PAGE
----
Stay alert! The wildlife around Björnlandet has been well documented and to fully appreciate the animals’ presence, you need to stay quiet and pay close attention.
Birds in the forest
There is a good chance you will see birds such as the wood grouse and Siberian jay. Every now and then, you might be able to catch a glimpse of mixed flocks of birds foraging for insects, willow tits – and maybe even the European crested tit. Large woodpeckers are common, and occasionally you can spot black woodpeckers and the Eurasian three-toed woodpecker. As the winter ice melts away from the Angsjö lake and early summer arrives, bird life awakens and you will be able to see whooper swans and common goldeneyes, with common sandpipers and wood sandpipers appearing later on.
A treasure trove of insects
A total of 1,100 insect species and other creepy crawlies have been documented in the park. Here are some examples: The threatened long-horned beetle Nothorhina muricata that thrives in shellbark pine. The traces left behind from the beetles gnawing at the wood can be found in around 100 locations around the park. Keep an eye out for the gull-like gnaw holes left behind on pinewood. These come from the common pine shoot beetle.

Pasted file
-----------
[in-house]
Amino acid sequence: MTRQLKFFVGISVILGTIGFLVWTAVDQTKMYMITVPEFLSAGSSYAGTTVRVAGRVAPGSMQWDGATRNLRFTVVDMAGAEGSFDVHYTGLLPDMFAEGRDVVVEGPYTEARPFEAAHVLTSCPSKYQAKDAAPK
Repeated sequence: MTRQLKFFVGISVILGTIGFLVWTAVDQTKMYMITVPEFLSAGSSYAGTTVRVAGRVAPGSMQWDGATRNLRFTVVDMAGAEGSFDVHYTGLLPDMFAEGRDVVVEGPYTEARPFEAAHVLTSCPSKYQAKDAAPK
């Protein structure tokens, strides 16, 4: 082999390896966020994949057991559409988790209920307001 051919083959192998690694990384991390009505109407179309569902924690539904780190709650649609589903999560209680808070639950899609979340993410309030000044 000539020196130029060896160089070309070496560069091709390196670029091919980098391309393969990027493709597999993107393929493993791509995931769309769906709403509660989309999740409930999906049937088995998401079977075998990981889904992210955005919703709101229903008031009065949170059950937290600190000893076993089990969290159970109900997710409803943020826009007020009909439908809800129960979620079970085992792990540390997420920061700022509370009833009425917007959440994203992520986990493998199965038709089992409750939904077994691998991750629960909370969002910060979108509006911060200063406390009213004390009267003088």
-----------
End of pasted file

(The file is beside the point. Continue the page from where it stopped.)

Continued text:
During the winter, you can easily see the tracks left by squirrels, mountain hares, red foxes, elks and reindeer. With a little luck, you might even see pine martens, lynx and wolverines. The smallest mammals flourish amongst the rocks and stones of Björnlandet. Some of the most unusual species include the wood lemming and the masked shrew. You probably won’t catch sight of the northern bat or Brandt’s bat, but rest assured they are here in the national park.
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